As weather turns colder and homeowners begin using their fireplaces again, chimney fires aren't the only hazard they face. This is the time of year the old "chimney repair scam" makes a reappearance.
In New Jersey, the Division of Consumer Protection says it has received 24 consumer complaints related to chimney and fireplace repairs between September 2008 and August 2009.
"Fall is the busy season for cleaning chimneys and removing creosote generated by wood-burning fireplaces. It's also the time of year when consumers should be cautious when someone offers to check their chimney and make repairs," said David Szuchman, New Jersey's Consumer Affairs Director.
In New Jersey -- and in many other states -- anyone offering to perform chimney repairs must be registered as a Home Improvement Contractor under state law. Chimney sweeps who only clean chimneys and do not perform repairs usually don't face such requirements.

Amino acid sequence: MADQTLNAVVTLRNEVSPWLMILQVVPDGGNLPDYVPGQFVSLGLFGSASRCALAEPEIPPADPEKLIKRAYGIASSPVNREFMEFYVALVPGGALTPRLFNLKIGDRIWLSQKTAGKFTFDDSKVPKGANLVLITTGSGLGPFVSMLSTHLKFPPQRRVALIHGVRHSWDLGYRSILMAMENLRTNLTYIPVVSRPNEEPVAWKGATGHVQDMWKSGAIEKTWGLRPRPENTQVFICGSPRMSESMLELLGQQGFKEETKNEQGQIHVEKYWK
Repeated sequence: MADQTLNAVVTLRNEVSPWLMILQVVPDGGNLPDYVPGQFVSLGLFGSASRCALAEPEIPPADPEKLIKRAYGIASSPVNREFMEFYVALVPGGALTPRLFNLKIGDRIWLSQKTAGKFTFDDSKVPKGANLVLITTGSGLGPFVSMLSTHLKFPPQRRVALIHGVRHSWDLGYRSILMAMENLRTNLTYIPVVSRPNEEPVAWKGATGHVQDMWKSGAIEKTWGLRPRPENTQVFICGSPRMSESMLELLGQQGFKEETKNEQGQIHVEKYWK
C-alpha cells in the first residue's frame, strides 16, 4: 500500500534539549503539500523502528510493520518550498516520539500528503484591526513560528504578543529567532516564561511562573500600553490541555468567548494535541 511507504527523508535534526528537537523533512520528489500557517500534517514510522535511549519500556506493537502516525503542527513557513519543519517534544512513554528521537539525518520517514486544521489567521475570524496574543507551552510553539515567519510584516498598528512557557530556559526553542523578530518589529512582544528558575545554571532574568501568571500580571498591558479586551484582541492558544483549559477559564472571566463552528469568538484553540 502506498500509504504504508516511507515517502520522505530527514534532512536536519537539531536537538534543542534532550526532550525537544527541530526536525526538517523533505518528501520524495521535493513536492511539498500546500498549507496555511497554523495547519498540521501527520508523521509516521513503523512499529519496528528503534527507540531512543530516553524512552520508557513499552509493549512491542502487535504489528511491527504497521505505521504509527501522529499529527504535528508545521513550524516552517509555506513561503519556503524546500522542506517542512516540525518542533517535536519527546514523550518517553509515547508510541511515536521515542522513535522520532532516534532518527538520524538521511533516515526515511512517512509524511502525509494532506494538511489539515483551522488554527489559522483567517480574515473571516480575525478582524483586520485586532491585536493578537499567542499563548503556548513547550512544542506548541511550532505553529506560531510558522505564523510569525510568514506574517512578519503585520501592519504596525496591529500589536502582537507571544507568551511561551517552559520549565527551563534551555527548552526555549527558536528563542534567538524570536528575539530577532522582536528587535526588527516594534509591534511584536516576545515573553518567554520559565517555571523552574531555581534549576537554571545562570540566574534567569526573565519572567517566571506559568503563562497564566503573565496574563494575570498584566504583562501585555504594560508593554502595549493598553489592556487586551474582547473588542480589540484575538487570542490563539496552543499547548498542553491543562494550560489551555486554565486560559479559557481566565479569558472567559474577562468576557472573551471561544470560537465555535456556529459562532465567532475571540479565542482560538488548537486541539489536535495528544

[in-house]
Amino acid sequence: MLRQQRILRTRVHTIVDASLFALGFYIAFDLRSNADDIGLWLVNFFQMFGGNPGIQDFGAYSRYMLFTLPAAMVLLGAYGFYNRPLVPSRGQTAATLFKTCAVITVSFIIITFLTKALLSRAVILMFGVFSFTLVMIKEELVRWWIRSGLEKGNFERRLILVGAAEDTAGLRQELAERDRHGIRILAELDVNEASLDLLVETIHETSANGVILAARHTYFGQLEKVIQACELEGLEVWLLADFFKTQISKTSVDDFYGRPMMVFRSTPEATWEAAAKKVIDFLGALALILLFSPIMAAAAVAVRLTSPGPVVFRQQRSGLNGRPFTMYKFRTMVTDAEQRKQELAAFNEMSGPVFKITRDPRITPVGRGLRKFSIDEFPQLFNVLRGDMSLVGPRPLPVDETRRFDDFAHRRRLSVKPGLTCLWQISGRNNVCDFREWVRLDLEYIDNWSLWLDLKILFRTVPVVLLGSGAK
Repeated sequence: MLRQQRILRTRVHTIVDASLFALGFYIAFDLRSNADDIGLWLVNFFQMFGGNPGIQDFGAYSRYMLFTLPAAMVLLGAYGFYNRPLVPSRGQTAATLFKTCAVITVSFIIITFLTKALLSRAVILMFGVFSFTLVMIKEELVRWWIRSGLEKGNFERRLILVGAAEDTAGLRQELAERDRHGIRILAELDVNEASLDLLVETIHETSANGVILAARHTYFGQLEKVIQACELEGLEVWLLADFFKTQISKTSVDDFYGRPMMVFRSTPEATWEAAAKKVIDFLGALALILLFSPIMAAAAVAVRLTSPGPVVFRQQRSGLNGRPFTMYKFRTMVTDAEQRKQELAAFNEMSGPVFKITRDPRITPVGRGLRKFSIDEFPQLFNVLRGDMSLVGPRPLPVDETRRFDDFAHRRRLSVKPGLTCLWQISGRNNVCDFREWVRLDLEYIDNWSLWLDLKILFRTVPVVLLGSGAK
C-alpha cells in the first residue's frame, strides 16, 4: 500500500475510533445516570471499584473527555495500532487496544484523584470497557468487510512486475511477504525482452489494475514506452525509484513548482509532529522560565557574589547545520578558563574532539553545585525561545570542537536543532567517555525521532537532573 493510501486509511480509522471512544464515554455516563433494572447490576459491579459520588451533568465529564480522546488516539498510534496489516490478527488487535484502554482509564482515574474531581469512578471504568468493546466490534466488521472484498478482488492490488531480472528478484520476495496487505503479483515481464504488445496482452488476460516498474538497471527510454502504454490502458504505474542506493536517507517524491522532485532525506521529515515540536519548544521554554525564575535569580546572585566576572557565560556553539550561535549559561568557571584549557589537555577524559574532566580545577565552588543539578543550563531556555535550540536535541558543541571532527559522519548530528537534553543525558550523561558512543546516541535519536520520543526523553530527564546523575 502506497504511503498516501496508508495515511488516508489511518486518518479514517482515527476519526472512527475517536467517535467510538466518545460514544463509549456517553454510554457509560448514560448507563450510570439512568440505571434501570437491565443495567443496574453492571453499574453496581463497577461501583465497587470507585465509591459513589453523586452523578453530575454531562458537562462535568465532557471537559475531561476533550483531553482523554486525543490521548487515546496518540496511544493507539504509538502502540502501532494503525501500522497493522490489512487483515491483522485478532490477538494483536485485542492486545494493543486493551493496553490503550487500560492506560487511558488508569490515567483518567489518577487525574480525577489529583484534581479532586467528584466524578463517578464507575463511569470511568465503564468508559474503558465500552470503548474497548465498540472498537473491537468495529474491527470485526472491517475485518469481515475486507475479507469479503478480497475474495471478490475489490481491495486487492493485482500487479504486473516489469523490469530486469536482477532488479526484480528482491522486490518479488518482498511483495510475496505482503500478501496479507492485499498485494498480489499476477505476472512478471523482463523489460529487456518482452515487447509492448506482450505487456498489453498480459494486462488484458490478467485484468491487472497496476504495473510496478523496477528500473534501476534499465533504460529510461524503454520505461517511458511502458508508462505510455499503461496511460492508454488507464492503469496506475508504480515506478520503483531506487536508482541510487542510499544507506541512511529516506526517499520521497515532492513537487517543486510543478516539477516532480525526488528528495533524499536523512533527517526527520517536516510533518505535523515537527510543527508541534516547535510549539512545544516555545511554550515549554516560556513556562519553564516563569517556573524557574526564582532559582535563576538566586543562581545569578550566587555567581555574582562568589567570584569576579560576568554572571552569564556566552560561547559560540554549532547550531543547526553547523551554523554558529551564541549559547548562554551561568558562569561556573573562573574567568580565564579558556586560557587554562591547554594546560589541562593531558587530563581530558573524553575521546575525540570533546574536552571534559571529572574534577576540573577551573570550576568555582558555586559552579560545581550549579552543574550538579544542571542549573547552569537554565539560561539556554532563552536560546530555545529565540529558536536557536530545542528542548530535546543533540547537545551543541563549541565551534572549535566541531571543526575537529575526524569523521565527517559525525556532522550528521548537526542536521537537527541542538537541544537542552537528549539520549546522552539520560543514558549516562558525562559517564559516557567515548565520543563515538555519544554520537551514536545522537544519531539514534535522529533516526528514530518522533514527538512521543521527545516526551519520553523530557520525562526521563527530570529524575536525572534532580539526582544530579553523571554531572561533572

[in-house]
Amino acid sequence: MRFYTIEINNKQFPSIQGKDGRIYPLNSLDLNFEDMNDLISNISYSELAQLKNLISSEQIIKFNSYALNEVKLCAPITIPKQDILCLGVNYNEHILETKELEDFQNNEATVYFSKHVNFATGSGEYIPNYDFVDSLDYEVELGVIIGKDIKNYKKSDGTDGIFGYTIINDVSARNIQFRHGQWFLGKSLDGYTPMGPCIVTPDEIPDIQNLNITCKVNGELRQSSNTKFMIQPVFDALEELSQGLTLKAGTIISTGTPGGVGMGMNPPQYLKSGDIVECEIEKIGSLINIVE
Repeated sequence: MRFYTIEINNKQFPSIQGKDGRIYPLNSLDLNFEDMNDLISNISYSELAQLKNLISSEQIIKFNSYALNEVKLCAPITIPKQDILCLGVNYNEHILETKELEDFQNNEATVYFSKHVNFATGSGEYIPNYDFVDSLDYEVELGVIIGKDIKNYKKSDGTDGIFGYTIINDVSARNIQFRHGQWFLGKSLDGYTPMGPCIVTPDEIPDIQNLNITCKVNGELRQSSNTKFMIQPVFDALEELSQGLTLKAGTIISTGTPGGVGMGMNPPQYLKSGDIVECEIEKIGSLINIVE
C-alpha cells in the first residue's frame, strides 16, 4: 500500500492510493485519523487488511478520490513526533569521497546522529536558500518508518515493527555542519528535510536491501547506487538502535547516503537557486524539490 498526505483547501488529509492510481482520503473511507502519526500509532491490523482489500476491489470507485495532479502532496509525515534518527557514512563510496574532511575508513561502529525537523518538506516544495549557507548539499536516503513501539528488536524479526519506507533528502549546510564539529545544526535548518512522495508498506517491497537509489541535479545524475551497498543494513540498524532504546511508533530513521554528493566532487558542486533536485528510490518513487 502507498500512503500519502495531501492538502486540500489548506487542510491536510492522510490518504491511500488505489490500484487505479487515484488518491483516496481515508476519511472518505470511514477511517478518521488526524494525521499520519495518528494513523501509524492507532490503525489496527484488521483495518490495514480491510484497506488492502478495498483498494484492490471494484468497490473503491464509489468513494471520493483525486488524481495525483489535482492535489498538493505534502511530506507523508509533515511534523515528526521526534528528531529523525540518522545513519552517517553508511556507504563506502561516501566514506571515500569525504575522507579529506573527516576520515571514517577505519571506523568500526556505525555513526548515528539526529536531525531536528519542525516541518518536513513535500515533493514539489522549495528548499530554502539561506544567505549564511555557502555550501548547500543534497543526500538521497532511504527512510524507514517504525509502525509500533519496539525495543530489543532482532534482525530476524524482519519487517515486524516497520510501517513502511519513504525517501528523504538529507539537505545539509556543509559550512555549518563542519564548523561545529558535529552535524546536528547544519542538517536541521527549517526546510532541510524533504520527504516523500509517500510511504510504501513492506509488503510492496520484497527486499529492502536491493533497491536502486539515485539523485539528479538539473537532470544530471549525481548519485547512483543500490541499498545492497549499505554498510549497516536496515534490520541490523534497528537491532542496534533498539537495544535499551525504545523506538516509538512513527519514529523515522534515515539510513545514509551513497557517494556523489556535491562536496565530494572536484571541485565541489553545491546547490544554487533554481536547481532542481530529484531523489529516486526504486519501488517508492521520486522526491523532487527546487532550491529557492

Consumers should always demand a written contract that specifies the work to be performed, the materials that will be used and the total price, for any home improvement project costing more than $500.
"It's always a good idea to obtain more than one bid," Szuchman said. "Multiple bids allow consumers to verify that different contractors are finding the same type of problem when each performs an inspection," said.
Consumers should be alert to the following scenarios as possible scams:
Someone comes unsolicited to your home, offers to do a free inspection of your chimney and offers a "special deal" to fix an alleged problem.
Someone claims to be "working in the neighborhood" and has leftover supplies to repair your chimney but the work has to be done right away.
Someone is unwilling to show you the problem area and explain the problem in detail.
In most states, a consumer has the right to cancel a home improvement contract within 72 hours of signing the contract. A consumer should not feel pressured into allowing work to begin immediately.
Consumers who have limited mobility and cannot climb ladders should be cautious about claims of loose bricks or missing mortar if someone goes onto their roof to inspect the chimney.
Consumers also should make sure all required permits have been issued by their municipal construction code office prior to the contractor beginning work.